“Adan, we have talked many times about your loan and I know you said that it is nonnegotiable but still this loan is causing me pain. I can’t sleep at night. I feel like I’ve come here to help the coop improve its business and this loan is stopping progress. I have spent hours thinking about what I can do to help solve this problem but couldn’t come up with anything. So, I decided to call my pastor (aka Barrett) in the United States. I told him about the loan and how it’s making me sad and he said, “Annalisa, this is a tough situation you are in. I think the best thing for you to do is ask Adan, ‘What would Jesus do?’ So, Adan, I’m asking you know, What would Jesus do if he was in your position?”
The question hit him like a load of bricks. He widened his eyes, leaned back in his chair, gave me an awkward smile and then redirected the conversation.
Adan: You see, before you got here the cooperative had taken a Q15,000 loan out from another person who was charging Q100 interests per month. Can you believe it? Q100 per month. We couldn’t keep up that loan and we looked everywhere to find a way out. I offered to loan the money to pay off that loan and only charge Q500 interests. I was helping the cooperative.
Annalisa: Yes, but that was then and this is now. Don’t you agree that the previous loan was unjust? And now you are doing the same thing with your loan. What do you think Jesus would do?
Adan: But, when we made the deal I told them I could only give the loan if they paid me back in full because I am going to use that money for a specific reason and I need it all at once.
Annalisa: I understand, but before the coop didn’t know they would have these troubles. They didn’t know they wouldn’t be able to pay you back in a reasonable amount of time.
Adan: This is true. (At this point I remembered I needed to get back to Jesus.)
Annalisa: Now, you have the opportunity to help the coop get out of debt. You’ve already made Q7,500. Would Jesus keep taking money? Adan: But, this is how most people work here.
Annalisa: But, you don’t have to be “most people.” You have the opportunity to help the Coop. But, instead I feel like you are using their weaknesses for your own benefit, umm you are, how do you say.... (Here I tried to think of “you are taking advantage of the cooperative” but drew a blank.)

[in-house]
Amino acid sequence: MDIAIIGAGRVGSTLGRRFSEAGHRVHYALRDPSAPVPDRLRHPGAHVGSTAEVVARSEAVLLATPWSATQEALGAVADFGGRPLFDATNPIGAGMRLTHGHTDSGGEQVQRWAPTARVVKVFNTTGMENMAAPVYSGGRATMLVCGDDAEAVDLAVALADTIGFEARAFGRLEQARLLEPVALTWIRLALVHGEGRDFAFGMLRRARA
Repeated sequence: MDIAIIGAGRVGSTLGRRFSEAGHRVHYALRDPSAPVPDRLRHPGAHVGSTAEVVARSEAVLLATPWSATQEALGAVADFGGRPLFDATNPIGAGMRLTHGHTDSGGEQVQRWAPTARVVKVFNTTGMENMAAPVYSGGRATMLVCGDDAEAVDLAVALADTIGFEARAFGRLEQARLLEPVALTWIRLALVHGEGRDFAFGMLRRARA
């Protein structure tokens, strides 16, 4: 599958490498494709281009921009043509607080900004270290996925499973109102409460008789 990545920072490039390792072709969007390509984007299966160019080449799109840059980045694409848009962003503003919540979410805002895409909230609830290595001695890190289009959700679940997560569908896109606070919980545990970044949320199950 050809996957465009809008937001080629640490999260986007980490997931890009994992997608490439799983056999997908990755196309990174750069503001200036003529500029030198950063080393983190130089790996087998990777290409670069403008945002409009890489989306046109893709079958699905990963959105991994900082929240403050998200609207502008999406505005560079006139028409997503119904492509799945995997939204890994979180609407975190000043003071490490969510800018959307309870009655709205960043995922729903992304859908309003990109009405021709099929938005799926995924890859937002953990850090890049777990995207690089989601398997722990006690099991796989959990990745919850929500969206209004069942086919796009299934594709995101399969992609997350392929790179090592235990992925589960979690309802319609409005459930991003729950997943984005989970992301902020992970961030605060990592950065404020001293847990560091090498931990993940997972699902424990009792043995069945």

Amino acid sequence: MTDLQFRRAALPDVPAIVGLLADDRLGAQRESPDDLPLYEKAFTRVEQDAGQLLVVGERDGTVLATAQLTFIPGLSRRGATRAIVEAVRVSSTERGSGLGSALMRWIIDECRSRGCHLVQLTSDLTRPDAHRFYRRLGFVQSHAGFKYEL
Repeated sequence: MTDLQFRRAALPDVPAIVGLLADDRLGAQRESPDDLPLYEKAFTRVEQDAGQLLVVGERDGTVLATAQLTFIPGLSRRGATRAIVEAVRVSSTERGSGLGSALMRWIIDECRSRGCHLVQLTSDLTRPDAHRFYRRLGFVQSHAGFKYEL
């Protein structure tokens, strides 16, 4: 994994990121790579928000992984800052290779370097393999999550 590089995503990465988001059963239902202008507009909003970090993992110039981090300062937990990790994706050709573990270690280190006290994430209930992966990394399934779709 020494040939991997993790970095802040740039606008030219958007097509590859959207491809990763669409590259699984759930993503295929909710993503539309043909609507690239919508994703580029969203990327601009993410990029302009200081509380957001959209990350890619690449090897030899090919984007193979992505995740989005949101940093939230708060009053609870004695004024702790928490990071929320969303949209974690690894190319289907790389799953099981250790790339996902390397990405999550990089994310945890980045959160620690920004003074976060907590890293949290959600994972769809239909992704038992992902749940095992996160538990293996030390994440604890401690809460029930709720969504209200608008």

Adan: I’m not being conscientious? Annalisa: Exactly. Jesus would be more conscientious. Adan: But, no one in the coop is doing anything to help pay the loan back or look for another solution. No one has done any work.
Annalisa: Neither have you. (Smiling) If you wanted to help the coop you could go look for another lender. Why haven’t you gone and done any research? It’s as much your fault as theirs that nothing has gotten accomplished.
Adan: But, we need to do it in a group. (This is a common belief here- everything has to be done in a group. No one can do anything independently. This infuriates me, but I keep my smile.)
Annalisa: Why do you need to do it in a group? If you want to get something done you have the power to do it. When I want to do something, I do it. I didn’t need a group of people to come with me to talk to you about your loan. I wanted to do it and now we are here talking about your loan. (Internal thought, ‘less me, more Jesus, Anna.’) Jesus did things on his own. You have the power to make this right...
At that moment Alfonso showed up on his moto and broke up our conversation. I could tell Adan was relieved.
I have yet to see any signs that bringing Jesus into the loan discussion has helped the situation. But, like Don Edgar says, “these things take time.”